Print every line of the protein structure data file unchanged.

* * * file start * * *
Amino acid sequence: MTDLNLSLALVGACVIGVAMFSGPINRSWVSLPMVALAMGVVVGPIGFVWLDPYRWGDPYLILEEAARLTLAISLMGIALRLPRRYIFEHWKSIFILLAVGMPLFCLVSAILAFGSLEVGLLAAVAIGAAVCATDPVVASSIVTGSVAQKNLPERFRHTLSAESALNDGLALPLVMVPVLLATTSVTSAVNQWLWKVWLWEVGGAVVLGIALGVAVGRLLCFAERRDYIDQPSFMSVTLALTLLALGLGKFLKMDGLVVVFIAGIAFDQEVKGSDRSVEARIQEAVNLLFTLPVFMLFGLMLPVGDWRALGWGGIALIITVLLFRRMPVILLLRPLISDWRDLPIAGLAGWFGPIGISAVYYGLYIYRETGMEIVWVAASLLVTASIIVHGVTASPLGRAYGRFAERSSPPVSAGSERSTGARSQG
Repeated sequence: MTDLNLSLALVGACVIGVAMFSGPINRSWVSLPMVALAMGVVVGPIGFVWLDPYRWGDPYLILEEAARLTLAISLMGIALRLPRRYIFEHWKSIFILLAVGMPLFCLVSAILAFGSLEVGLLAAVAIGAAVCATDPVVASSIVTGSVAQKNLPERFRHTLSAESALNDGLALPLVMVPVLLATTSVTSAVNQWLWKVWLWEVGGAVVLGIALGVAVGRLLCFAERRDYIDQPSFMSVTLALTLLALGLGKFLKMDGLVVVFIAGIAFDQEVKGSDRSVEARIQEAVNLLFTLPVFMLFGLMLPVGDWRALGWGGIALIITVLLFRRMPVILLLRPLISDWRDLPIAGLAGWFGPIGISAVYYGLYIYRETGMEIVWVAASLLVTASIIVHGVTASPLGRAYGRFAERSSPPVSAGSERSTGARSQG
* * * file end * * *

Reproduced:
Amino acid sequence: MTDLNLSLALVGACVIGVAMFSGPINRSWVSLPMVALAMGVVVGPIGFVWLDPYRWGDPYLILEEAARLTLAISLMGIALRLPRRYIFEHWKSIFILLAVGMPLFCLVSAILAFGSLEVGLLAAVAIGAAVCATDPVVASSIVTGSVAQKNLPERFRHTLSAESALNDGLALPLVMVPVLLATTSVTSAVNQWLWKVWLWEVGGAVVLGIALGVAVGRLLCFAERRDYIDQPSFMSVTLALTLLALGLGKFLKMDGLVVVFIAGIAFDQEVKGSDRSVEARIQEAVNLLFTLPVFMLFGLMLPVGDWRALGWGGIALIITVLLFRRMPVILLLRPLISDWRDLPIAGLAGWFGPIGISAVYYGLYIYRETGMEIVWVAASLLVTASIIVHGVTASPLGRAYGRFAERSSPPVSAGSERSTGARSQG
Repeated sequence: MTDLNLSLALVGACVIGVAMFSGPINRSWVSLPMVALAMGVVVGPIGFVWLDPYRWGDPYLILEEAARLTLAISLMGIALRLPRRYIFEHWKSIFILLAVGMPLFCLVSAILAFGSLEVGLLAAVAIGAAVCATDPVVASSIVTGSVAQKNLPERFRHTLSAESALNDGLALPLVMVPVLLATTSVTSAVNQWLWKVWLWEVGGAVVLGIALGVAVGRLLCFAERRDYIDQPSFMSVTLALTLLALGLGKFLKMDGLVVVFIAGIAFDQEVKGSDRSVEARIQEAVNLLFTLPVFMLFGLMLPVGDWRALGWGGIALIITVLLFRRMPVILLLRPLISDWRDLPIAGLAGWFGPIGISAVYYGLYIYRETGMEIVWVAASLLVTASIIVHGVTASPLGRAYGRFAERSSPPVSAGSERSTGARSQG